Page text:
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fasttext is a FastCGI server, written in C, that takes parameters on the HTTP query string and renders text into a transparent png that it serves back through the webserver. It uses Cairo2 with Freetype, supports TrueType font files, and is about as fast as reasonably possible, the bottleneck in rendering being the png compression. It is intended to be used behind a caching web server or proxy, but can be used directly for low-traffic sites. Here's an example:

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Sometimes you just need a good, simple hex dumper. Like I had a need for a quick-and-dirty hex dumper that I could cut and paste into a shell for those machines that don't have one installed by default but do have a Perl interpreter (OpenBSD, for example). Its output is similar to "hexdump -C myfile" in BSD Unix:

00000000 00000000    23 21 2f 75 73 72 2f 62 69 6e 2f 70 65 72 6c 0a    |  #!/usr/bin/perl.  |
00000016 00000010    0a 24 42 59 54 45 53 5f 50 45 52 5f 4c 49 4e 45    |  .$BYTES_PER_LINE  |
00000032 00000020    20 3d 20 31 36 3b 0a 23 20 30 30 30 30 30 30 30    |   = 16;.# 0000000  |
00000048 00000030    30 20 30 30 30 30 30 30 30 30 20 20 20 20 32 33    |  0 00000000    23  |
00000064 00000040    20 32 31 20 32 66 20 37 35 20 37 33 20 37 32 20    |   21 2f 75 73 72   |
00000080 00000050    32 66 20 36 32 20 36 39 20 36 65 20 32 66 20 37    |  2f 62 69 6e 2f 7  |

That's the address in dec, the address in hex, the bytes in hex, and the corresponding ascii characters. The code is simple and very easy to alter to fit your needs (probably easier than writing a formatting spec for the BSD "hexdump".)

The code is HERE. Enjoy.

DIY Home Theater Screen

I bought my first projector from a NASA surplus auction in Spring of 2000, an old Electrohome ECP-2000. It was a joint bid with my good friend Ethan O'Toole of 757 Labs, who knew a lot more about old school CRT projectors than I did. This was a few years before affordable LCD projectors became available. To be able to watch movies or play games with an 8' image in your home was a pretty novel experience at the time. And incredibly fun!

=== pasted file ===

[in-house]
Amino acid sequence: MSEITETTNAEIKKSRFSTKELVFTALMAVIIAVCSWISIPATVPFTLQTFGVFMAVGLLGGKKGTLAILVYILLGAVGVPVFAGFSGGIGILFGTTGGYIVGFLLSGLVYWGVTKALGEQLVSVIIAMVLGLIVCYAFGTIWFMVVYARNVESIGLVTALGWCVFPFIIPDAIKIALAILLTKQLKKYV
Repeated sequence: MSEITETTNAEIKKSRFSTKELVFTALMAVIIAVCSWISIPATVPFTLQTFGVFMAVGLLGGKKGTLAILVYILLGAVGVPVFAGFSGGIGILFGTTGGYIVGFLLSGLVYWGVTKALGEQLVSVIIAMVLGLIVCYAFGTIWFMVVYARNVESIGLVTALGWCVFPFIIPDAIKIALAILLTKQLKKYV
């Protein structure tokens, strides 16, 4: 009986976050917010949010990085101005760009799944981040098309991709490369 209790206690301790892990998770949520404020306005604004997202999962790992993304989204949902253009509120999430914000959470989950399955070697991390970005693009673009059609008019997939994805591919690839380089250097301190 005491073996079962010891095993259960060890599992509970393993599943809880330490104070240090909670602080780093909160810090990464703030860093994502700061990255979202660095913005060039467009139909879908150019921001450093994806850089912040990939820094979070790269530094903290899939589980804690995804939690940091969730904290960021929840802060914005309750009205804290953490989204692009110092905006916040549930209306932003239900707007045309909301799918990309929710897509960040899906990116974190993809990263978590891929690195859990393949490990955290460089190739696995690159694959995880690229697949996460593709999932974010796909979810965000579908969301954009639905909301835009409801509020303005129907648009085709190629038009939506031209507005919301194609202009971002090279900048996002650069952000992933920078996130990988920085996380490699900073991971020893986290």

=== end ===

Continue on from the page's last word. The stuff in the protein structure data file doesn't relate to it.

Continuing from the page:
Moving to New York and into my loft in Brooklyn meant that I could finally build a projection screen, so I combined the need for a screen with the need to segment my large loft space a little. So I built an 8' x 10' screen. :)

I had an idea for what I wanted to build, a metal frame with a single piece of fabric pulled tightly across it. I don't have much documentation or pictures of how it was built as I was largely winging it, except to say that it involved electric conduit, blackout fabric, grommets, and clothesline.

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Shall we play a game? is an homage to the classic 1983 film, WarGames. It simulates the scene "Strobing Strategies" in which the Joshua AI, running on the WOPR computer, analyzes all possible strategies in a nuclear exchange in order to find the optimal first move. In another nod to the film, my version plays Tic-Tac-Toe instead of lobbing virtual missles.

The site was built as part of the application process for a development position at a high profile social networking site. It didn't get me the gig, but it's been a big hit amongst my friends and peers.

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Ms. Pac-Man disassembly

Back in 2003 I started a project to disassemble and document the ROMs to Ms. Pac-Man. Since Ms. Pac-Man is a ROM overlay over the original Pac-Man ROM's, I started there. The methodology for the project has been to carefully walk through the disassembled code manually and document it, often with printouts and pencil. I'm avoiding using an emulator or anything other than simple disassembly tools that I write. I've work on it on the occasional weekend, lunch break...... really whenever I need to zen out into a piece of code. It's oddly relaxing to slowly scan through a piece of software and absorb its function from the bits-and-bytes level. It's probably my longest-standing project, and at this rate will be for some time to come. :)

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